In response to the Daily Post writing prompt Screen
Last night the Symphony offered us an interesting program. Surprisingly the main piece was presented during the first half, something that left most of us in the audience wondering. Somewhat disgruntled, most of us discussed the issue before the night started. That and the fact that the programs we were handed didn’t provide any information about the soloists who would be bringing to life a certain Ms. Walters’ International Premiere of Daily delights. How did the Symphony staff sell that piece with so little information about it, I’m left to wonder, but the auditorium was full. Most of us came for the first part I imagine. And what a surprise we were in for?
Needless to introduce you to Beethoven’s Sixth Symphony, one that invites us to imagine ourselves in the middle of the countryside and observe nature around us. It was beautifully played, the Maestro going back to the original writing of the symphony and doing it in a very good way. It was nicely done and the orchestra worked it well. Our Maestro is great at what he does, and this was one of the best performances of the Sixth I’ve heard. Still the piece de resistance isn’t the Symphony and it’s sad that some concert goers decided to leave at the intermission. They missed the introduction of a musical genius on the international stage.
One voice rose behind the curtains; soft at first, as if it were muffled by the screen of white silk. Soft as it was meant to be for this piece. At least according to the partition I had in my hands. The voice teased and seduced in its low tones of alto and soft harmonies. For a long moment it invited its listeners to relax and enjoy, like a lover offering a glass of wine to its significant other. The bouquet of the wine seemed to permeate the atmosphere, heavy and heady. And then a silence, like a question that left the audience gasping, wondering.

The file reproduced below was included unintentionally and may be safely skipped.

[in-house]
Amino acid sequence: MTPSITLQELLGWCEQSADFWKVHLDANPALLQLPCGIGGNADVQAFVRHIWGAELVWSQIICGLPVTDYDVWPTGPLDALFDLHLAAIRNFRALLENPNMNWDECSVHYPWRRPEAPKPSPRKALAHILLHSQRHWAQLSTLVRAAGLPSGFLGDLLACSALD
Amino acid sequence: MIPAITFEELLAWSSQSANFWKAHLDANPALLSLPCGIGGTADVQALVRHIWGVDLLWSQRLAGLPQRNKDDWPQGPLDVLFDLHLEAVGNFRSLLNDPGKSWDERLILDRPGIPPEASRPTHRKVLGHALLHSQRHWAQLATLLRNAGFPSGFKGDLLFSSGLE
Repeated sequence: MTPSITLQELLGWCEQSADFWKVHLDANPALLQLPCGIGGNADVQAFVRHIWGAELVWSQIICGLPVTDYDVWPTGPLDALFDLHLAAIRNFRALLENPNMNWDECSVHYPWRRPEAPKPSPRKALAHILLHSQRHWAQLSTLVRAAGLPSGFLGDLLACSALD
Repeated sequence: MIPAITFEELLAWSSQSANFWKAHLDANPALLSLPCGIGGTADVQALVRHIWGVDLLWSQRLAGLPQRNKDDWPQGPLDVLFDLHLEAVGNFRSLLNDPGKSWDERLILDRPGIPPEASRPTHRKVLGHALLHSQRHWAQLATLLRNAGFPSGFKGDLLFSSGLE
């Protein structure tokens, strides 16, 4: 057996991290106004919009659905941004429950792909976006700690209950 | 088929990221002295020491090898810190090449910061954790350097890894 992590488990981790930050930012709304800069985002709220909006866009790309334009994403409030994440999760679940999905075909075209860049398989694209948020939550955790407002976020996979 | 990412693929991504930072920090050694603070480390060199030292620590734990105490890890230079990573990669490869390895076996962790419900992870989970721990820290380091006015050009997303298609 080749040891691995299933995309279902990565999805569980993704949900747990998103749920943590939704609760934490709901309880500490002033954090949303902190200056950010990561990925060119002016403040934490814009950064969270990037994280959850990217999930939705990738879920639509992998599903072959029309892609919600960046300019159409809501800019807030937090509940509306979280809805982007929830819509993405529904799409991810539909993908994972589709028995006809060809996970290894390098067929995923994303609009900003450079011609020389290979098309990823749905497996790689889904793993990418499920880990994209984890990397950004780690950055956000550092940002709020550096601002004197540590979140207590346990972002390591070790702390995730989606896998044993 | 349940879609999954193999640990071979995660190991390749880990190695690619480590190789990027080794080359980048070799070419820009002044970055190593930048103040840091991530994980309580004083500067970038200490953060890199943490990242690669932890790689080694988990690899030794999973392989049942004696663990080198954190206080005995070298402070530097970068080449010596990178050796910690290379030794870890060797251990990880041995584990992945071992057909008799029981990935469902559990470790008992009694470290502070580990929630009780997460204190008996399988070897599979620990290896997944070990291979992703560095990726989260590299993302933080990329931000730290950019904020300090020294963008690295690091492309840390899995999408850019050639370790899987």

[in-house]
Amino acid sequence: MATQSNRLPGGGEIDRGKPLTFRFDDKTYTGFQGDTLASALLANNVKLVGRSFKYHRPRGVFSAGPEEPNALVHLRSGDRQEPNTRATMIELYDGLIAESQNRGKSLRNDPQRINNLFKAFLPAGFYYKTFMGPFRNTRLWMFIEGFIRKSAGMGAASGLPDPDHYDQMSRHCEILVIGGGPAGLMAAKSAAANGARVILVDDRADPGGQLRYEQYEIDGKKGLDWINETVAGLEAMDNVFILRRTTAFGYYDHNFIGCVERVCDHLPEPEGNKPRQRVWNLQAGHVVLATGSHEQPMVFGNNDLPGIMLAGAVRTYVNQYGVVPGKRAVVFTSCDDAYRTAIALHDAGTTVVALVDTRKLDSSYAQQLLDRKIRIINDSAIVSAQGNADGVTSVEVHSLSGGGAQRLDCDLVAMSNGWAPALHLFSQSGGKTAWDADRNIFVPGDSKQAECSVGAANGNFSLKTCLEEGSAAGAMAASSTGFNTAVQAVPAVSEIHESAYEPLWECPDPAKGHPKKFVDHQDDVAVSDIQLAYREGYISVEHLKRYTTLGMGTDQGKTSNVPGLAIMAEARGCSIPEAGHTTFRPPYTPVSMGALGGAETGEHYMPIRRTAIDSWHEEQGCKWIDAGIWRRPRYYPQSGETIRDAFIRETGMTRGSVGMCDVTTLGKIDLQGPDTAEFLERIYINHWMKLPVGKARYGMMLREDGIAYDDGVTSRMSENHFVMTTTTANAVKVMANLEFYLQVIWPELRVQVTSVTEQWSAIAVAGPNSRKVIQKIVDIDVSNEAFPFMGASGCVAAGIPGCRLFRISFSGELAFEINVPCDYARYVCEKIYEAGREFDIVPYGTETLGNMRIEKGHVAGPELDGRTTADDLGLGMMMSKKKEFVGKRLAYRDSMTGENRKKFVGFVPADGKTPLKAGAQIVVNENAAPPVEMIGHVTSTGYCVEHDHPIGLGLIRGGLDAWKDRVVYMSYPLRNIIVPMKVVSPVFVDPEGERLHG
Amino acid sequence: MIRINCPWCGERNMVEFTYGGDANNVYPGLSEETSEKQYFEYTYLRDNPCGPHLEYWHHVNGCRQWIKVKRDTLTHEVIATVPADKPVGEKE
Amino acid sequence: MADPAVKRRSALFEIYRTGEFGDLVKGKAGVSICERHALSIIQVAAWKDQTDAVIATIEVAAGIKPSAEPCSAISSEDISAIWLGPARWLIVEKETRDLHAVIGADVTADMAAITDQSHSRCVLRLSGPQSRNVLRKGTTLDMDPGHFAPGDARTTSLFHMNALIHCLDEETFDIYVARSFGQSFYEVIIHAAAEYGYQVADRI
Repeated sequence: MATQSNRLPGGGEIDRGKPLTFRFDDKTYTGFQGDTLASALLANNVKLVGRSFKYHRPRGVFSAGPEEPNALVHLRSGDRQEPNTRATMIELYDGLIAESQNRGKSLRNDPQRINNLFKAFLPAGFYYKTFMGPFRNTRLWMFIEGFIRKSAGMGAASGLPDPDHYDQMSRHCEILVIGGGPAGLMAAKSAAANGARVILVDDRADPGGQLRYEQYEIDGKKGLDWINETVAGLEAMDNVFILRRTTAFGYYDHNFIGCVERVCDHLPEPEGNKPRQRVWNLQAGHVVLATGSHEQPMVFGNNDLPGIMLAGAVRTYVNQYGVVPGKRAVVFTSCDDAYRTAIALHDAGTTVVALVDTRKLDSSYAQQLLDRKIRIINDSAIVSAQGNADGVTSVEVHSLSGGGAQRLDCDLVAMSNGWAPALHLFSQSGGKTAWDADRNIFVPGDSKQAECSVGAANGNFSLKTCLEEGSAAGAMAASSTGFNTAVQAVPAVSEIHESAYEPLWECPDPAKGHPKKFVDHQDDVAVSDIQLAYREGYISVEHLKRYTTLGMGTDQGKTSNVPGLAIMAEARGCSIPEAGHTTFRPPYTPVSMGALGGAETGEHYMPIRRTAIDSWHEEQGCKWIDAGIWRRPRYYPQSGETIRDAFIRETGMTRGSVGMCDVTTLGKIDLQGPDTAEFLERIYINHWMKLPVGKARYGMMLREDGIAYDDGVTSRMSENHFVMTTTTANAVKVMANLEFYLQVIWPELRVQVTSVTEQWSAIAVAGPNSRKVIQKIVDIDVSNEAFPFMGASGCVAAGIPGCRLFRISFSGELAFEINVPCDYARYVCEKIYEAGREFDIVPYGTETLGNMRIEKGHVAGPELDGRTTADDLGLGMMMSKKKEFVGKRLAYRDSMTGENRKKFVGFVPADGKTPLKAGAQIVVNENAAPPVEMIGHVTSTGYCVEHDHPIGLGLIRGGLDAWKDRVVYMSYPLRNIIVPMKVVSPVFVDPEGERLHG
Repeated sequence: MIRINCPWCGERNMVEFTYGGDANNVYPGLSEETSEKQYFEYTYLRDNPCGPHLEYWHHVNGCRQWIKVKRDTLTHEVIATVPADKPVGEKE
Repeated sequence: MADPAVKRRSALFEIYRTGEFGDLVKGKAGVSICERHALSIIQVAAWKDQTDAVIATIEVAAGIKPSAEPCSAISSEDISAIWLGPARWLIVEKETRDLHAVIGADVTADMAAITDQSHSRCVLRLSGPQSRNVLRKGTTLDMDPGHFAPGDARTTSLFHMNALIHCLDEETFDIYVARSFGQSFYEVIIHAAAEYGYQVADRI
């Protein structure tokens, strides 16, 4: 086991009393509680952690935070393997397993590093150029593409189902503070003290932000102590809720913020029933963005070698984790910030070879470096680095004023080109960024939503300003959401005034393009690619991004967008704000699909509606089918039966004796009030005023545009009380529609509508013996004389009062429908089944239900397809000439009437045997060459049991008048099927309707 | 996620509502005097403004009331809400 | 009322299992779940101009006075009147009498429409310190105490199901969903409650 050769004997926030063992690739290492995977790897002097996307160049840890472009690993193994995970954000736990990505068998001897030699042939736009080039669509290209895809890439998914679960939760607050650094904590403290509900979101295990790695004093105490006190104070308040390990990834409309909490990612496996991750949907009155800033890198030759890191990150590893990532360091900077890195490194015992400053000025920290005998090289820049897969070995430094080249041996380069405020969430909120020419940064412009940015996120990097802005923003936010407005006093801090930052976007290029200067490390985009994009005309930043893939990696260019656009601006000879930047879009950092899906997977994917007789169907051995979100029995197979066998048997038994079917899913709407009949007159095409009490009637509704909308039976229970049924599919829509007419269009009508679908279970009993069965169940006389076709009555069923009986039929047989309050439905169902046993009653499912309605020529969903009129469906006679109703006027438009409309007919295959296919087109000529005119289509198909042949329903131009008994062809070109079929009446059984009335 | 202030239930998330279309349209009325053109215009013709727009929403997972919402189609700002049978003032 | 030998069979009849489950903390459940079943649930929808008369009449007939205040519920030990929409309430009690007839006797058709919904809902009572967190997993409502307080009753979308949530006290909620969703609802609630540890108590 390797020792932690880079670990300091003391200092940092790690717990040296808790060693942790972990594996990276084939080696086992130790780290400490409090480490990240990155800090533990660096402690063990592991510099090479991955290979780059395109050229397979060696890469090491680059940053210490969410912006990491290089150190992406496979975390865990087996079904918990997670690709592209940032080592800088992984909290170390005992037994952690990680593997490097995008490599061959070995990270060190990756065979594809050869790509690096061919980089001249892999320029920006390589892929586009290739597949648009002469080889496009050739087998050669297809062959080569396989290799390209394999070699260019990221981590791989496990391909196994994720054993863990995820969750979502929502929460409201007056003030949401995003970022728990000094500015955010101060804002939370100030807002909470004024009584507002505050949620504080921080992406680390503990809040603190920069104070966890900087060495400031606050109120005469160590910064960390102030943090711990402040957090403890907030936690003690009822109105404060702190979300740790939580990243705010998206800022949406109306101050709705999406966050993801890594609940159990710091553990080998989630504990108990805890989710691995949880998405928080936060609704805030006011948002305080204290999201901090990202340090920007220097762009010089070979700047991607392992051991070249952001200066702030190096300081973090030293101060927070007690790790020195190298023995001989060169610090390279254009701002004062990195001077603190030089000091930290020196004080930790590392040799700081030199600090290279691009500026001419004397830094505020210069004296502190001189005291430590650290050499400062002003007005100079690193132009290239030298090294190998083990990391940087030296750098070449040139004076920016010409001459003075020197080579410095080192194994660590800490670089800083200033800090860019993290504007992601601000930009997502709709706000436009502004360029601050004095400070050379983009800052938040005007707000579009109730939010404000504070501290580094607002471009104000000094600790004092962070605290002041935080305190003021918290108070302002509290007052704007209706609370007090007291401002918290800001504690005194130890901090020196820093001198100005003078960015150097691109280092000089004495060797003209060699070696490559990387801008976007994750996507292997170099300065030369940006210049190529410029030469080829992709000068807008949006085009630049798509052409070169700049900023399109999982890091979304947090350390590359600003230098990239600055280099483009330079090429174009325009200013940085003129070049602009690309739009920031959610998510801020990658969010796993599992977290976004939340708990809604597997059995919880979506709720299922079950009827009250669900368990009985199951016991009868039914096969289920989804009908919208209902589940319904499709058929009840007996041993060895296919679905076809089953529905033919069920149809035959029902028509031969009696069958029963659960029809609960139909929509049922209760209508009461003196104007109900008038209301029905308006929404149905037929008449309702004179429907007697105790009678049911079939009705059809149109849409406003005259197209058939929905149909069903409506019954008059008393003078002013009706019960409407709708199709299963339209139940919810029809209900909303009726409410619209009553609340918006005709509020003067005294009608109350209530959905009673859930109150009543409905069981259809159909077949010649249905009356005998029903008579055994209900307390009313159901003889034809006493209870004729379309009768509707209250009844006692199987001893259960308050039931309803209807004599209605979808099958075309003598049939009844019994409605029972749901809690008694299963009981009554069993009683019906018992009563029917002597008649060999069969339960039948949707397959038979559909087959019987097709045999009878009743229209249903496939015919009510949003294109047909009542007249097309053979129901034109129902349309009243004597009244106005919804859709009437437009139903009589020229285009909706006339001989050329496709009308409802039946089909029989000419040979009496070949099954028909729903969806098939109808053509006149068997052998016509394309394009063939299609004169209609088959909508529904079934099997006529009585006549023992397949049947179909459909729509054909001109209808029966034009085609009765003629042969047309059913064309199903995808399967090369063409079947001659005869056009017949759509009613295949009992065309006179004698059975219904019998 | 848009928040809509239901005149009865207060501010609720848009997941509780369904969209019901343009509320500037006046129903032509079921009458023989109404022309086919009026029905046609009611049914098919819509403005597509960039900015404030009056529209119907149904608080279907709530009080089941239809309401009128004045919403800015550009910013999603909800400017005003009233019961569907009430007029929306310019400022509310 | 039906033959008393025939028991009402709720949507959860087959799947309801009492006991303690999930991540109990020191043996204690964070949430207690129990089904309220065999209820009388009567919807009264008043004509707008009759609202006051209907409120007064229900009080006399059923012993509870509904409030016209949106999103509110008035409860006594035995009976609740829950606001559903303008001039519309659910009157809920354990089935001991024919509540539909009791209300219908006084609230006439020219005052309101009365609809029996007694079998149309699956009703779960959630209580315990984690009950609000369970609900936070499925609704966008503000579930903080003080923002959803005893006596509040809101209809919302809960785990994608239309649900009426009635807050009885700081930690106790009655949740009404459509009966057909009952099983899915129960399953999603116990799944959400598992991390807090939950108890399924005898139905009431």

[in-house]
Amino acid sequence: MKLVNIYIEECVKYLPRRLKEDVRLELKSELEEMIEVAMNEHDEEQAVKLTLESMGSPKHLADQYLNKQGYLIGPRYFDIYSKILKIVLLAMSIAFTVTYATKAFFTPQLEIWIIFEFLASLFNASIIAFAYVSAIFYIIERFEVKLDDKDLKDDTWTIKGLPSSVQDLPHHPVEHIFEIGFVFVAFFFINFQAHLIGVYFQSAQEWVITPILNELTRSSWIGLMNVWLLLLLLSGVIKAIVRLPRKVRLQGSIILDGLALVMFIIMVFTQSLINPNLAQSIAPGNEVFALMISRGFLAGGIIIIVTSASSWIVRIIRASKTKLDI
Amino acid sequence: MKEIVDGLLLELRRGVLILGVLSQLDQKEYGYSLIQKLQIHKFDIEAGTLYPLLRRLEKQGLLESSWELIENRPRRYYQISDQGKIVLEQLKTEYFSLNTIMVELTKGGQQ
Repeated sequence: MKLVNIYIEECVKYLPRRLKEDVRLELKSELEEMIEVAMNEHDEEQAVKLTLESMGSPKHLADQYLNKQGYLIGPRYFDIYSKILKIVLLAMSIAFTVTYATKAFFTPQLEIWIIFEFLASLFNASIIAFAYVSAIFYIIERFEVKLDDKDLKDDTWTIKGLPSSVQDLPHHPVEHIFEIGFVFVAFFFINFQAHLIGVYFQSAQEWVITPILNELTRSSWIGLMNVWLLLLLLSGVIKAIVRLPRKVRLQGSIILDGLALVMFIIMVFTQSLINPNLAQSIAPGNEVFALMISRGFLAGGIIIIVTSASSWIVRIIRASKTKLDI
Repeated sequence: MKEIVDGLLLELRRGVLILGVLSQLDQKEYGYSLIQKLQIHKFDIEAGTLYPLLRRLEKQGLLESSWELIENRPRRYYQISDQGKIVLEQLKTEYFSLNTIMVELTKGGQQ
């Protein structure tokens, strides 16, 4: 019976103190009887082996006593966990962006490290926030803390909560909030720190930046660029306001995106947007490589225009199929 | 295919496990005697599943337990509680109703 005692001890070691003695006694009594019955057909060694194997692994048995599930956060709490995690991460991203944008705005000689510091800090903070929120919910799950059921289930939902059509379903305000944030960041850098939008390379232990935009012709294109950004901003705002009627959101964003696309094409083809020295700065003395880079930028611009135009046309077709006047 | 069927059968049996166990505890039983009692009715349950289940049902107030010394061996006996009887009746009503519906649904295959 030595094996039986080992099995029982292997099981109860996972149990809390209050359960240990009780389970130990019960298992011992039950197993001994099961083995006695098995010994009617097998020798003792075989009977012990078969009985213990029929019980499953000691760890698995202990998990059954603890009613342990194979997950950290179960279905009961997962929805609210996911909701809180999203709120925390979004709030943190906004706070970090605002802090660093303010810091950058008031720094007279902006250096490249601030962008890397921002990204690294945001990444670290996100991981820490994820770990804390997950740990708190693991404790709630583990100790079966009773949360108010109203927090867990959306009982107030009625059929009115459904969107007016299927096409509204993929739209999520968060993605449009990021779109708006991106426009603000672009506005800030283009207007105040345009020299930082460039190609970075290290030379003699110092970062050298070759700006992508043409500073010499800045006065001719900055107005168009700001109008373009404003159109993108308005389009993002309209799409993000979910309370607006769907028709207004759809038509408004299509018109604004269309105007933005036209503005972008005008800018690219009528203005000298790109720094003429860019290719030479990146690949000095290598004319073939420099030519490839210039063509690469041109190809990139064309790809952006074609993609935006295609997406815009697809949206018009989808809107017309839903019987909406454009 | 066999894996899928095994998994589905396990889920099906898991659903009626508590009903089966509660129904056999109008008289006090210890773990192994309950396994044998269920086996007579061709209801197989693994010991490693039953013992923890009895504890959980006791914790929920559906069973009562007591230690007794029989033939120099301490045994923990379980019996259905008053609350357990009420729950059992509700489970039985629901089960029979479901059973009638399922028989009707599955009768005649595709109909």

Then an answer came a higher voice – louder but no less seductive. It purred almost and called to attention. As the song rose higher, the voice remained warm and poised, the sound that mezzo soprano mastered so well. And the mezzo brought pleasure, like a beautiful meal that is best served with love and wine. One could almost taste the meat, medium rare as the French like it. Some in the audience might as well have been drooling.
The finale would come fortissimo in the high notes of a coloratura. A dessert, an orgasm of sort that would leave the audience gasping for more, or for release. They wouldn’t know. Love at its paroxysm, at its peak. Ice melting in our hands and warming the skin at the same time. That edge between fire and ice, between release and want. Bringing the story to its conclusion in a sigh of pleasure, the soprano granted the audience the end they desired.
And throughout the curtain hadn’t risen. Blinded to the voices that transported them, the audience rose as one man, applauding wildly, whistling as wasn’t the customary attitude at the opera. Yet who would blame them? This new creation was absolutely phenomenal.
When eventually the curtains were lifted, silence fell over the audience. It was awed, as wild in its texture as the applause was seconds before. On stage stood not three women but one… And as her face turned to her listeners, it was obvious she was blind. Given a microphone Ms. Walters introduced herself. Not only did she compose, she performed. And she spoke in a voice as soft as her alto was at first. Sounds didn’t need eyes and sometimes being blind helps us hear, smell, touch and taste better. She hoped they’d enjoy the performance.
The fact that she had to give three encores – although far less impressive but no less beautiful than the first – must have convinced her we were.
Where does she get her range from? Hard to say but Ms. Walters is carrying us to a different world with her voice. She’s inviting us into a world of sensations, touches, smells and sounds. We forgot our eyes as she helped us imagine a life where sight isn’t a given.
If you have the chance, do go to the Symphony this Saturday as it will be her second and last performance in our city. Unless you want to travel to Japan where she will be performing next, buy a ticket. In hindsight, it’s probably a good thing that Ms. Walters’ performance is last in the program for she definitely pulled a showstopper and that isn’t an easy feat in the strict and severe world of lyrical singing.
Felicia Leonard for the Tribune